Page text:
What happens after transfer?
The survey results could defy conventional wisdom.
Because of the law-and-order emphasis on making juveniles pay for serious crimes, it would seem to follow that juveniles who go to adult courts get adult-sized sentences. Research from the 1990s backs that up: Two-thirds of transfers were for violent crimes, and juveniles were sentenced to incarceration for those crimes at a higher rate than adults and for a higher average number of years.
But a recent study in Baltimore found that only 30 percent of the city’s transferred juveniles were convicted in adult courts.
A partnership of Baltimore nonprofits called Just Kids followed the cases of 135 juveniles who were transferred to Baltimore city adult courts between January and June of 2009. The findings are counterintuitive to the notion that trying juveniles as adults is a get-tough approach:
- Thirty-four percent of the 135 juveniles followed by Just Kids were transferred back to juvenile court for adjudication and sentencing. Maryland has automatic and waiver transfer laws, but also allows some of those juveniles to apply for a so-called reverse waiver hearing. Such hearings allow the juvenile’s attorney to argue that the youth is more appropriately handled at the juvenile court level. Seventy-two of the 135 juveniles in the study had a reverse transfer hearing, and 42 of those – 58 percent – were returned to juvenile court.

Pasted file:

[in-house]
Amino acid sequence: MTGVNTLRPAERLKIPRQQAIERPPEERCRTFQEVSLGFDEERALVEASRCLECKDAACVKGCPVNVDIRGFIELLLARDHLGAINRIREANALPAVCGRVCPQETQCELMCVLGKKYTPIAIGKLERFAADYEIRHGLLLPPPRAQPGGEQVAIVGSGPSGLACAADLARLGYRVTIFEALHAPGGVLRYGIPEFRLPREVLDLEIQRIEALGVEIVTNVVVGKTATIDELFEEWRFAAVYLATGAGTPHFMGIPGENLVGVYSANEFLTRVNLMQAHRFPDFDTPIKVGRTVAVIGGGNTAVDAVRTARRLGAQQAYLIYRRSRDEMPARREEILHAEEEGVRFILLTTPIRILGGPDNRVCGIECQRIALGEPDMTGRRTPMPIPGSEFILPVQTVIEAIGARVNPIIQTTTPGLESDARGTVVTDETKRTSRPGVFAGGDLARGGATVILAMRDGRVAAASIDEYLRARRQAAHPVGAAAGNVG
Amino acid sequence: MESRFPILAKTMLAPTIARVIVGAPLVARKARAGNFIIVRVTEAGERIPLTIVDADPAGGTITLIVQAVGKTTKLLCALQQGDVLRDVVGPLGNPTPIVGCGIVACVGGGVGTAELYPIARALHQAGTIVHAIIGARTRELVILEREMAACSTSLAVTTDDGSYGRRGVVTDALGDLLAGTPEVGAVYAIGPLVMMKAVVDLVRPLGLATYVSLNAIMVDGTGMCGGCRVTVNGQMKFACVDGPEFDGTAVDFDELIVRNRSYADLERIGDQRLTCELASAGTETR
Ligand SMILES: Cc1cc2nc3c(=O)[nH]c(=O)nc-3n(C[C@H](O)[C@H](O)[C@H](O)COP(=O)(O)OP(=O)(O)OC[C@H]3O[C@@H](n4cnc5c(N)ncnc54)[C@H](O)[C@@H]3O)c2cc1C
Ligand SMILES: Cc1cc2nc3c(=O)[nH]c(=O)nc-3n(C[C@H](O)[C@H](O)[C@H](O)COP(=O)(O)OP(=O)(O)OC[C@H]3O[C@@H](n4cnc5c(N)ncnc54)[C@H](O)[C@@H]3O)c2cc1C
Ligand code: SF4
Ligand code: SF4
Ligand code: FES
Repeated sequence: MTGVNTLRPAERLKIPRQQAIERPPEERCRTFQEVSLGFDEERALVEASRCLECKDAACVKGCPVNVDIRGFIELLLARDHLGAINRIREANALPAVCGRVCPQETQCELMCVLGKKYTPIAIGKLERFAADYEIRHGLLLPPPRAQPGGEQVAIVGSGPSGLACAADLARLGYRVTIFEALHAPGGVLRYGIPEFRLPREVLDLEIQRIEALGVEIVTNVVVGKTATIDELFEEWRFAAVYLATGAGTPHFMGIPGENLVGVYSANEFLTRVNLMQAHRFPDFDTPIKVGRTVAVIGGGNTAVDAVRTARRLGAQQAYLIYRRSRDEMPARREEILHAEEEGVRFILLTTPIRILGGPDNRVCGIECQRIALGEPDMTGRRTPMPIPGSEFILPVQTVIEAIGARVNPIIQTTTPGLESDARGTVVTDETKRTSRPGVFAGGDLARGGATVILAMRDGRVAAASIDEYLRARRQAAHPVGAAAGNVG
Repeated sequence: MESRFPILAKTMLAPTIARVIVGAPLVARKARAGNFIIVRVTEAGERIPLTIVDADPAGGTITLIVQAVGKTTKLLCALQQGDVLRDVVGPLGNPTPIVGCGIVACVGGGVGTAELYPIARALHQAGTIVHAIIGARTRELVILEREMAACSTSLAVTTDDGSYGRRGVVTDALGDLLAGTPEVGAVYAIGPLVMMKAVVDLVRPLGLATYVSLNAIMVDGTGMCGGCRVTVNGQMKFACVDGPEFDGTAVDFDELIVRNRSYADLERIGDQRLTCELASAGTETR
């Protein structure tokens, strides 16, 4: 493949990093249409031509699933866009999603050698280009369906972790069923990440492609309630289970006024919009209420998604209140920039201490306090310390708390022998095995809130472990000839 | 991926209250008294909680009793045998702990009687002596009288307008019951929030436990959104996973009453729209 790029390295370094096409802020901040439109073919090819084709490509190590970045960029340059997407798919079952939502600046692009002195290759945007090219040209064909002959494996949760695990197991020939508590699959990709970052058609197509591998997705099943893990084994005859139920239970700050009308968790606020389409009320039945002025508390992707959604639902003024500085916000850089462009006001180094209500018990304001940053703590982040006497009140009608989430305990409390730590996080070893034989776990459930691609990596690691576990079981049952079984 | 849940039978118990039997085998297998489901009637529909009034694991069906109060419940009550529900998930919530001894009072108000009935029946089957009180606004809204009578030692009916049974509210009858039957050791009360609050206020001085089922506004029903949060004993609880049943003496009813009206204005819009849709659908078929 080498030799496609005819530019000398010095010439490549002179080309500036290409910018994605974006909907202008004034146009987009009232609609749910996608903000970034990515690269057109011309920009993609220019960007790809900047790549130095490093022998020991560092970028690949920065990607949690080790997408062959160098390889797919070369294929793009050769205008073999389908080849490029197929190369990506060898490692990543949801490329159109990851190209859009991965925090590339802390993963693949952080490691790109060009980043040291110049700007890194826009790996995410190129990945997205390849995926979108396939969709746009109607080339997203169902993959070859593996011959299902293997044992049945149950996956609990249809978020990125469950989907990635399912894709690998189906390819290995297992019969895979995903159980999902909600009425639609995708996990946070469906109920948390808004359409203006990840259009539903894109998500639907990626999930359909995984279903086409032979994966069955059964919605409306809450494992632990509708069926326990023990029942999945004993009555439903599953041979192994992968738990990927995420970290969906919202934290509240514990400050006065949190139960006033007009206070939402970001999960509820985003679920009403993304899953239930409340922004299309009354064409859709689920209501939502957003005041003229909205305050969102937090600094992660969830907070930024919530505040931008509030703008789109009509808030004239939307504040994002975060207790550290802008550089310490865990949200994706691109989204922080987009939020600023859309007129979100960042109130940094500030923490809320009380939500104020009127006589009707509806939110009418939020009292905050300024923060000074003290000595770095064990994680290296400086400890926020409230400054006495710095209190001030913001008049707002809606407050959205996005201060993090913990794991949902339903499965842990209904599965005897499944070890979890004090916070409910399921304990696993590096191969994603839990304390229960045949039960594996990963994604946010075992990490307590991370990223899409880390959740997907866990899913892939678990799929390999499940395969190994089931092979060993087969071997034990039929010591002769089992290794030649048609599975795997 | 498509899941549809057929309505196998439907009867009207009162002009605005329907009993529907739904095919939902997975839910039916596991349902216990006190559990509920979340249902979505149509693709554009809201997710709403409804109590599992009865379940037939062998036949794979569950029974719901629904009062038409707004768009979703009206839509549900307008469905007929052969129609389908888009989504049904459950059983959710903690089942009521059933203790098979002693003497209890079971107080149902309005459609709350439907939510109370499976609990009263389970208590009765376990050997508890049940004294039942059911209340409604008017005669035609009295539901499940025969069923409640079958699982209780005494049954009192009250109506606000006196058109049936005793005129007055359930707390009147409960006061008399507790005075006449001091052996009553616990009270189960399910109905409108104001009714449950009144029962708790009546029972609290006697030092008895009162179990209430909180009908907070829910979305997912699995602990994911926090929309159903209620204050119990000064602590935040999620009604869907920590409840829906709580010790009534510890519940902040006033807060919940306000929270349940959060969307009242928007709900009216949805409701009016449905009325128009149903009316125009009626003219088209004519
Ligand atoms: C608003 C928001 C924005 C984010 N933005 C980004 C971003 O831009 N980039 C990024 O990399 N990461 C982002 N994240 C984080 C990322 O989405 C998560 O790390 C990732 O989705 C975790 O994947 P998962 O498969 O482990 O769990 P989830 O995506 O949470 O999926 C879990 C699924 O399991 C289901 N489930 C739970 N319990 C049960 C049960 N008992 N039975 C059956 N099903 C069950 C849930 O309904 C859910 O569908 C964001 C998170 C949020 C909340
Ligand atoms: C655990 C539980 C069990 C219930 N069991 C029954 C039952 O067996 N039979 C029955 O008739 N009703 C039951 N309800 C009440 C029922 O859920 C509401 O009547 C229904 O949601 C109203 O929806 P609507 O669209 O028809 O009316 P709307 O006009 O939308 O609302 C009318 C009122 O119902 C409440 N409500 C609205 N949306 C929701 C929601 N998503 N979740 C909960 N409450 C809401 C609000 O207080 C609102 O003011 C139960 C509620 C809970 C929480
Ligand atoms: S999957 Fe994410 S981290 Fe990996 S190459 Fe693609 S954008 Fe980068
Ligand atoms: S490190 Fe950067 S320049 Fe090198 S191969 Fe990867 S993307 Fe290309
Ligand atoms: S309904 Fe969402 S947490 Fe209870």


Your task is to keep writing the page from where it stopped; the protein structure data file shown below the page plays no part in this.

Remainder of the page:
- Another 34 percent of the 135 juveniles had charges dismissed by prosecutors.
- 21 percent of the 135 juveniles were convicted of crimes that yielded sentences of probation , with their incarceration limited to time already serve in adult detention. The final 10 percent were convicted and sent to adult prison.
Many jurisdictions detain youths transferred to adult court in juvenile facilities before trial, but others do what Baltimore does: keep juveniles in a separate wing of the city’s adult jail. Although nearly 70 percent of the 135 cases in the study were later dismissed or sent back to juvenile court, all 135 juveniles who were transferred spent an average of six months in the city’s adult jail, which CFYJ President Liz Ryan described as “scary.” The Baltimore City Jail, built of stone and about 140 years old, “looks like it should have a moat around it,” Ryan said.
The report based on juveniles transferred to adult court in Baltimore, which has entrenched juvenile crime problems, may not truly represent the whole county. But it addresses the broader question of adult court transfers: How many of these juveniles actually see their cases end in adult court?
“We have to make sure the data captures that,” said Neelum Arya, policy and research director for CFYJ. “Is Baltimore an aberration, or the norm?”
Another point of interest, Arya said, will be determining how many juveniles “come in with one charge and leave with another.”